THE X-FILES 10×02 Debriefing: Never ‘just’ anything

Courtesy Fox

Is this an embarrassment of riches, or what? Not only are The X-Files back, but we get two episodes within 24 hours!

Tonight’s outing is classic X-Files, with human experiments and alien DNA and Mulder and Scully getting into a whole lot of trouble. Add in a dash of personal reflection on past choices, and you’ve got yourself a recipe for pretty riveting — and heart-wrenching — episode to follow up yesterday’s premiere.

With only six weeks to tell this particular story, the show is wasting no time to jump into the action, so let’s dive right in with our favorite agents back at the FBI and ruffling feathers.

Without a minute to spare, Mulder and Scully are waist-deep in their special-agent-reactivation, because they’ve got a new case! Dr. Sanjay at Nugenics, a corporation specializing in genetic research, appears to commit suicide in the lab, after hearing an ear-piercing (literally, as it turns out) noise that drives him mad. Our agents are called in to investigate purportedly because they have the security clearance necessary to access the crime scene, but they are quickly scuttled from any true police work when they are informed their credentials do not, in fact, grant them access to the information he died to protect. They may not have much to go on, but that doesn’t stop Mulder from stealthily stealing the victim’s phone while Scully distracts the head of security, because he’s old school. Ah, it’s just like old times!

Courtesy FOX

Courtesy FOX

Mulder notices a name that keeps recurring on the phone, “Gupta,” and arranges a meeting. (Dr. Sanjay and Gupta? I know Scully says the latter is a Baraati word for “secret,” but I admit my immediate word-association with those two names brought up the CNN host…) Scully might keep Mulder guessing after all these years with her own old-school, pre-Google ways, but that doesn’t mean the G-Man isn’t up for a little dirt-digging. More old-school investigating? Mulder meets Gupta (Chuck’s Vik Sahay, who was so brilliant in his complete change of demeanor I didn’t recognize him at first), who thinks this is a booty call. I never thought I’d see Mulder almost get a blow job on TV that wasn’t in a blooper reel, but apparently season 10 is the gift that keeps on giving.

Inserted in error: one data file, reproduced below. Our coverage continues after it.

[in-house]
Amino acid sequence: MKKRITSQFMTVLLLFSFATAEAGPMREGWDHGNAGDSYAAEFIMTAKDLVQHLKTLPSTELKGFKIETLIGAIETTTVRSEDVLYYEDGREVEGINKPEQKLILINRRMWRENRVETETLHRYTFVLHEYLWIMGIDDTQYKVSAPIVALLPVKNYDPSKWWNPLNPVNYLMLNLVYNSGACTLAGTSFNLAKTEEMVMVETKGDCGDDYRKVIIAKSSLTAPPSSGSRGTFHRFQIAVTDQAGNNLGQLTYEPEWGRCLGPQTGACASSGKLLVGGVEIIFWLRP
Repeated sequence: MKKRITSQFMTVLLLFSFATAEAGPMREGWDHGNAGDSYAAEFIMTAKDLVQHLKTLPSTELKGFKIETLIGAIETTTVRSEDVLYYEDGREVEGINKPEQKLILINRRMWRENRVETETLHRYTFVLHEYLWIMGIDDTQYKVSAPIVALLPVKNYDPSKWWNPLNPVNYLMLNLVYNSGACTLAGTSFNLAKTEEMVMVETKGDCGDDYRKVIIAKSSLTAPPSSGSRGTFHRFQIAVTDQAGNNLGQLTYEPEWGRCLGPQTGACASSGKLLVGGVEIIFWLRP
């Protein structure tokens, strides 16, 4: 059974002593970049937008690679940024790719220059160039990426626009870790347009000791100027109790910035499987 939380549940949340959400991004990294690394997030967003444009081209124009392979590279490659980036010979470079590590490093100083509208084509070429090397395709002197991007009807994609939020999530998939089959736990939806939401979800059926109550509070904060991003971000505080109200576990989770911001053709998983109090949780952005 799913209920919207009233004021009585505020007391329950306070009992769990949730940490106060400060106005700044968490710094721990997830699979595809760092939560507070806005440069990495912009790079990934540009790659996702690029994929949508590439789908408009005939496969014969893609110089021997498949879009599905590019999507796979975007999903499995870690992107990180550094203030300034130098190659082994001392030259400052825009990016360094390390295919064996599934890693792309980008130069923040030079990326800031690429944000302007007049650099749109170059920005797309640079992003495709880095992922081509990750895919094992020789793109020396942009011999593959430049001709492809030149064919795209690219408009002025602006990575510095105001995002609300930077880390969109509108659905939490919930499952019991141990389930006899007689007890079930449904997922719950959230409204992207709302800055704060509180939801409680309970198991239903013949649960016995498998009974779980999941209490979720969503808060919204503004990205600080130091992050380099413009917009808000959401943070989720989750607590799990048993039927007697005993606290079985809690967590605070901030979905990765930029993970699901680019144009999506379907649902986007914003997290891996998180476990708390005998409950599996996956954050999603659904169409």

Scully does some digging on her own, kicking it old-school herself in the autopsy lab, and discovers that Sanjay wrote “Founder’s Mutation” on the palm of his hand before he pierced his skull with the letter-opener, which is strange when paired with his claims of hearing a strange noise before his episode. She and Mulder decide to pay a visit to his apartment, where they find dozens of clinical photos of children with genetic mutations, indicating that he definitely was up to something. They realize that the cops are about to come sweep the home, when Mulder suddenly experiences the same piercing sound Sanjay did in the teaser, in a scene shot to highlight his terror; all he can hear amidst the screeching is “find her.” Talk about scary!

Courtesy Fox

Courtesy Fox

They get called into the principal’s office to talk about the case, but Skinner states that he can’t look at the files sitting on his table. (Scully’s confused, “… They’re right over there…” was the best.) Sanjay’s files are classified and property of the Department of Defense, so their investigation, such as it is, is officially over. The FBI turning a blind eye to government shenanigans? It is Old School night at this bar! The DOD agent scolds them about disseminating classified information publicly or internally, and he clearly has never seen this show, because that reproach is just a dare to these two, buddy. (Remember that time Mulder punched an auditor for less?)

Once the stooge leaves, Skinner gets right to business: “I assume you copied the files?” — sniff, Dad knows his kids so well, guys. I love that Skinner is now complicit in their shenanigans, because he just does not give a crap anymore. Mulder and Scully might be fighting for the Truth, but Skinner is fighting The Man — either way, it’s a lot of fun. “Welcome back, you two.” He might be gruff, but he’s got to be secretly filled with glee over this development. (Maybe he’s trying to parent-trap his favorite agents, too. That’s my story and I’m sticking to it.) He’s so over government bureaucracy that prevent them from doing their jobs, and it’s obvious how this journey has taken its toll on the Skinman, too. Actions have consequences, indeed, and Skinner’s might be stuck in a bland office in perpetuity.